On top of Diokno’s list is investing in rural infrastructure. The focus should be on labor-intensive projects that may enhance agricultural productivity – for example, small irrigation facilities and farm-to-market roads.

Diokno wants government to focus spending on maintenance of existing public infrastructure and away from big projects because this is more labor intensive than new construction and more quickly doable. Diokno, a closet optimist, thinks there is also less opportunity for rent-seeking or corruption in maintenance work than in new construction; no right-of-way costs to delay take off of projects and to cheat government coffers with overvalued claims.

He is also calling for investment in reforestation. It is pro-poor and could create a lot of jobs. “The environment is the base of the survival of the poor.” The harsh reality, Diokno observed, is that the Philippines lost forest cover at the rate of 2.1 percent every year from 2000 to 2005. Our rate of forest denudation is the fastest in Southeast Asia and the seventh in the world, Diokno asserts. Now is the opportunity to address this problem as we deal with the worsening jobs problem arising from the crisis.

As was also suggested by other economists, Diokno thinks government should use this period to identify skills needed by the New Economy and retrain Filipino workers accordingly. The skills development should be done jointly with the private sector. Filipino workers should be given opportunities to acquire the ‘right’ skills through government higher education and training facilities.

Economic recovery will definitely take place, though experts disagree when. It is the responsibility of the government to prepare government workers for the new skills needed by the New Economy when it finally recovers, Diokno asserts. We should be ready to take advantage of opportunities, he pointed out, once the world economy turns around. In other words, government should increase its investment in human capital.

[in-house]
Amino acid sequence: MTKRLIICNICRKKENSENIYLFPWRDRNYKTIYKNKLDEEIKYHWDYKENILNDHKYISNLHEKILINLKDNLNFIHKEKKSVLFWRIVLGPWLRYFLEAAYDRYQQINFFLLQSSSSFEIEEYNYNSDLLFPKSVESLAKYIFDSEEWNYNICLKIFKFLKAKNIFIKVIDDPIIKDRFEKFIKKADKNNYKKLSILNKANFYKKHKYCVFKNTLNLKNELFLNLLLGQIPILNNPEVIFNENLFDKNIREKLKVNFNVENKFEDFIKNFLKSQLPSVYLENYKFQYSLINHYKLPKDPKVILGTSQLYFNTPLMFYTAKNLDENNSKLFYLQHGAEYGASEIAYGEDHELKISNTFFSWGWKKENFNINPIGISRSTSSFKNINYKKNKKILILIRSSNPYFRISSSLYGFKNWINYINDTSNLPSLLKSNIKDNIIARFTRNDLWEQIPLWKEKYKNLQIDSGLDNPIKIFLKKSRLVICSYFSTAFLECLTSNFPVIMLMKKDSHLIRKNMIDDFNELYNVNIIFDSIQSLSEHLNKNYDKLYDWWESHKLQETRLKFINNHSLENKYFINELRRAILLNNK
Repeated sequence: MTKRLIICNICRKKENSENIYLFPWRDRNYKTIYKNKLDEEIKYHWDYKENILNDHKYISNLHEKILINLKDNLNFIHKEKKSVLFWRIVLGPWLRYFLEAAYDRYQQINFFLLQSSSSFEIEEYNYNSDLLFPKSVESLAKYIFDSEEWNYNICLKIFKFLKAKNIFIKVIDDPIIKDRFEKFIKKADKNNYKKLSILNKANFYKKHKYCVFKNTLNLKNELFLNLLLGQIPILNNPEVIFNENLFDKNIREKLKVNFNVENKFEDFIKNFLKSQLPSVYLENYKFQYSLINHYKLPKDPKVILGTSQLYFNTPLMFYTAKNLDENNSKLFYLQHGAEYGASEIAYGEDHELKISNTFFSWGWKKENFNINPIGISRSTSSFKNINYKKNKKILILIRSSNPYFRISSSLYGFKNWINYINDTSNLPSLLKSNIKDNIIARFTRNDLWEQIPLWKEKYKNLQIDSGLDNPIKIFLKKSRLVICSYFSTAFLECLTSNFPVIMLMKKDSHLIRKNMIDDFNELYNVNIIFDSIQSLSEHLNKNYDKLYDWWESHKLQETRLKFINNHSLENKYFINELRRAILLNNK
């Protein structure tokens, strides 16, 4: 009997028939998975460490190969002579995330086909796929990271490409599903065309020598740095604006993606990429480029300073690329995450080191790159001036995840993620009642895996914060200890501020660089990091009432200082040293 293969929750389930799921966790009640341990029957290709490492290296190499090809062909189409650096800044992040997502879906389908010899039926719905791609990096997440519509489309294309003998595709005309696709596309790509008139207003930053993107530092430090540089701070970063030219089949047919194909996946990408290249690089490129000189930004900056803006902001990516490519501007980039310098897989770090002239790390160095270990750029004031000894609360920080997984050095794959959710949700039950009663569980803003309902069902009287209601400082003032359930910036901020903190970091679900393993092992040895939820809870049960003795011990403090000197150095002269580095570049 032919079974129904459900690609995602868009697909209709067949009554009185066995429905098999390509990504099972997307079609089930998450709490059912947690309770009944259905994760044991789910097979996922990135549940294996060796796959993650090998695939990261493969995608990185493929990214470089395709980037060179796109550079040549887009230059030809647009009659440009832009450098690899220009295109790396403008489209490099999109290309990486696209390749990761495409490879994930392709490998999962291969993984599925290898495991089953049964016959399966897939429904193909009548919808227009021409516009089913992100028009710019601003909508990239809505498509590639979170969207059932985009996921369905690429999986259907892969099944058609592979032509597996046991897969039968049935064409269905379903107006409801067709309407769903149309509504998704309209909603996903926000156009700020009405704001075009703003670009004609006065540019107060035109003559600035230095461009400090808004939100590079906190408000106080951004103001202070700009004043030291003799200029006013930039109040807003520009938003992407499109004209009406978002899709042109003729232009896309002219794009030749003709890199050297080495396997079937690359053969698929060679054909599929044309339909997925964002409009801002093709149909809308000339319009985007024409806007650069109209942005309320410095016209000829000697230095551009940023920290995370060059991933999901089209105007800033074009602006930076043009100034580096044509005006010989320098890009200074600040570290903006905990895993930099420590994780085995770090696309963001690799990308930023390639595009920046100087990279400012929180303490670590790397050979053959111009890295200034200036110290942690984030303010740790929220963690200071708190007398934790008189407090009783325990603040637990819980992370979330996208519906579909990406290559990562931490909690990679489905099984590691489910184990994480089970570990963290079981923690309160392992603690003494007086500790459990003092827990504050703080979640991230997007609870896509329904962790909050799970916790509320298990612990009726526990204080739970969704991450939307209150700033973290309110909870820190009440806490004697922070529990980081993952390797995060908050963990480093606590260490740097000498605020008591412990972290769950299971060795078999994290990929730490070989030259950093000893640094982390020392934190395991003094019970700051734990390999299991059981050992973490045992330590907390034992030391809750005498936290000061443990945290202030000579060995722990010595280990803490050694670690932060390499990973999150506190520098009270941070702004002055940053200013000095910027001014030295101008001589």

Finally, Diokno insists it is government’s duty to provide safety nets for Filipinos who have been, and will be, hurt by the economic crisis. But such government assistance should no ulterior motive. It should be given to the intended beneficiaries wherever they are, in urban settlements or rural communities, and regardless of their political color. Hopefully, whatever little money we can spare would not wasted to support political ends such as charter change.

In other words, Diokno supports the expansion of the conditional cash transfer program. As a humane society, no Filipino child should suffer in the wake of the crisis. As an initial step, the program providing benefits to family who send their kids to school should be made universal for all public school students from Grades 1 to 4. Government should work harder to educate every Filipino child and to provide him basic health care. In other words, government should increase its investment in human capital.

Government has such a pivotal role in alleviating the negative impact of the global financial crisis on our people. It is hoped that this administration redeems itself and its reputation by performing its role in the highest professional standards and devoid of political motivations. I guess we are all dreaming but given our situation, we shouldn’t be deprived of our right to dream.–Boo Chanco, Philippine Star